26 May 1998

Robocop's New Clothes

Not satisfied with a vest that stops bullets, police are to trial a designer vest packed with more gadgets than even Q could conceive of. Its dashing cut and stylish texture will disguise a techno-utilitarian capability that promises to revolutionize the science of policing. That or furnish the wardrobe department of the next Robocop movie with a bonanza of hand-me-down costumes.

Called Team Leader, its developers hope that this geek's dream will be a criminal's worst nightmare. How officers on the beat will take to it remains to be seen, with field tests scheduled for police departments in Baltimore, Miami and Los Angeles in the coming months. At which time they'll be able to send faxes, take photographs, scan barcodes and download satellite images - all by way of the amazing vest.

Indeed, the amount of hard and software available to wearers seems almost unlimited. Embedded in Team Leader's lining is an IBM-compatible personal computer, digital video and still cameras, voice recorder, and a host of scanners and sensors. There's also a "portable library" of maps, floor plans and other reference material, plus the capacity to send e-mail, print information remotely or indulge in video conferencing.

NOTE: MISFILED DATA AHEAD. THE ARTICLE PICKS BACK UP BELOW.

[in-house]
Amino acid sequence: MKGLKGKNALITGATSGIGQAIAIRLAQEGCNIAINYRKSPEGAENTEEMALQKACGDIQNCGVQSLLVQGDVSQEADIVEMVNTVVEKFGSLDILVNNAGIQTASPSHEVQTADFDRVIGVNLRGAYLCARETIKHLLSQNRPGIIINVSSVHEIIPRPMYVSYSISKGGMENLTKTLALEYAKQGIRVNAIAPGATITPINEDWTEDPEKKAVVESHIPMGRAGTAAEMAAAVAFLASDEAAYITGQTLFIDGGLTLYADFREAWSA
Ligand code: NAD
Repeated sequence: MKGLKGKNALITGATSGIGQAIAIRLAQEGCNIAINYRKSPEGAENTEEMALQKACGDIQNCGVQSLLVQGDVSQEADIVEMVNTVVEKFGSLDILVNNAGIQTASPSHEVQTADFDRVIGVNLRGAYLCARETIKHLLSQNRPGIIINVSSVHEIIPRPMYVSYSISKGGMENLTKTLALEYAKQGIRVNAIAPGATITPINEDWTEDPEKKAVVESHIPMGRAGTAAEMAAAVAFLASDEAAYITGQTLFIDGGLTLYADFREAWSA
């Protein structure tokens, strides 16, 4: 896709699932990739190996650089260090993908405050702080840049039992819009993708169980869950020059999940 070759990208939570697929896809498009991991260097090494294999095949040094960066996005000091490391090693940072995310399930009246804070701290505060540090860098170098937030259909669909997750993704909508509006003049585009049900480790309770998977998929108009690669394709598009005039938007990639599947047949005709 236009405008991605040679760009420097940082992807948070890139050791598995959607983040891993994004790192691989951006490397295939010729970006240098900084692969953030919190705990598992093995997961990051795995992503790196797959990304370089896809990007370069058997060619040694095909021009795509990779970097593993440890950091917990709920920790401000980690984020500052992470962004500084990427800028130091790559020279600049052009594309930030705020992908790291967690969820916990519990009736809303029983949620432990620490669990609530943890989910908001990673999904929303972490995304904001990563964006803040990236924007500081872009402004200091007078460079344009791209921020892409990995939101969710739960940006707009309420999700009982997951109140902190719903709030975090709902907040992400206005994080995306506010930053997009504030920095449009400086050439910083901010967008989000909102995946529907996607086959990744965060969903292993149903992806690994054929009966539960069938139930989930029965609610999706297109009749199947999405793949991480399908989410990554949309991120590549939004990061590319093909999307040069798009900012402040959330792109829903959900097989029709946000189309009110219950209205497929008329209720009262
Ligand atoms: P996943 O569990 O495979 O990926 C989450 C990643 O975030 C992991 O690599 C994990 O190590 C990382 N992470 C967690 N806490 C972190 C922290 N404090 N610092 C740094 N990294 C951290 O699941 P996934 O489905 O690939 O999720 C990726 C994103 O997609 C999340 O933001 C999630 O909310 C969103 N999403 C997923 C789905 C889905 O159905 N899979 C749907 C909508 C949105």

"If Team Leader were deployed at a murder site, for example, investigators could use the unit to track their routes and create a detailed 'map' of the scene," says Dan Irwin, project manager of the Department of Energy's Pacific Northwest National Laboratory who, with researchers from Mnemonic Systems, is developing the vest. "Upon discovery of a murder weapon, investigators could link the evidence to its geographical position with laser measurements and positional data, capture still and video images and record detailed audio and text notes. The digitalized evidence would be transferred immediately to an evidence custodian and could be recalled months or years later during trial through its assigned barcode."

Assuming, of course, nothing crashes or breaks down. With even the simplest of desktop computers prone to system and software failure, doubts have been raised about the efficacy of such ambitious technology in the field. Evidence that goes "missing" will likely keep a whole platoon of data-recovery para-legals in full-time employment. On the plus side, we can look forward to a whole new generation of COPS style police shows (with associated terrabyte sized web sites, natch). And for the cops, they can play Solitaire or Minesweeper instead of eating donuts.